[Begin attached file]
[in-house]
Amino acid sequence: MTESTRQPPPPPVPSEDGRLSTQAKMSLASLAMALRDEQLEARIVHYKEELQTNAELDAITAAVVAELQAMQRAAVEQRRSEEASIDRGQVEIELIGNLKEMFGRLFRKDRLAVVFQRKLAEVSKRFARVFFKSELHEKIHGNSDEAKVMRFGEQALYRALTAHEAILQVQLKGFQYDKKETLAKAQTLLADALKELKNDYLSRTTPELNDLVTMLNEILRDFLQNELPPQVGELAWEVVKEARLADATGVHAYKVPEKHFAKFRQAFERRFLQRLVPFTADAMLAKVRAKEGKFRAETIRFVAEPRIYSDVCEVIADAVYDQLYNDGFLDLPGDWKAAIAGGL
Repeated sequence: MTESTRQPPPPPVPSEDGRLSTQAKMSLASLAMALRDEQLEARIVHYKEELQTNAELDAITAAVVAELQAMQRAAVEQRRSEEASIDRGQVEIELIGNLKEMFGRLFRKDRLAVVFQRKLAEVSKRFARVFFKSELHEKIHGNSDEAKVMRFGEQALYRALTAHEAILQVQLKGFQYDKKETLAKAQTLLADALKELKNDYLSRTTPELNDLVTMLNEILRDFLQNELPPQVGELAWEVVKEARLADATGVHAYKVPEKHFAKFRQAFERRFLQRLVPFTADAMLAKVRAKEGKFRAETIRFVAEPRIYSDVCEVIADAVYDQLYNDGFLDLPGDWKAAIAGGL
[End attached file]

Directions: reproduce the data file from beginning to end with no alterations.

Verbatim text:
[in-house]
Amino acid sequence: MTESTRQPPPPPVPSEDGRLSTQAKMSLASLAMALRDEQLEARIVHYKEELQTNAELDAITAAVVAELQAMQRAAVEQRRSEEASIDRGQVEIELIGNLKEMFGRLFRKDRLAVVFQRKLAEVSKRFARVFFKSELHEKIHGNSDEAKVMRFGEQALYRALTAHEAILQVQLKGFQYDKKETLAKAQTLLADALKELKNDYLSRTTPELNDLVTMLNEILRDFLQNELPPQVGELAWEVVKEARLADATGVHAYKVPEKHFAKFRQAFERRFLQRLVPFTADAMLAKVRAKEGKFRAETIRFVAEPRIYSDVCEVIADAVYDQLYNDGFLDLPGDWKAAIAGGL
Repeated sequence: MTESTRQPPPPPVPSEDGRLSTQAKMSLASLAMALRDEQLEARIVHYKEELQTNAELDAITAAVVAELQAMQRAAVEQRRSEEASIDRGQVEIELIGNLKEMFGRLFRKDRLAVVFQRKLAEVSKRFARVFFKSELHEKIHGNSDEAKVMRFGEQALYRALTAHEAILQVQLKGFQYDKKETLAKAQTLLADALKELKNDYLSRTTPELNDLVTMLNEILRDFLQNELPPQVGELAWEVVKEARLADATGVHAYKVPEKHFAKFRQAFERRFLQRLVPFTADAMLAKVRAKEGKFRAETIRFVAEPRIYSDVCEVIADAVYDQLYNDGFLDLPGDWKAAIAGGL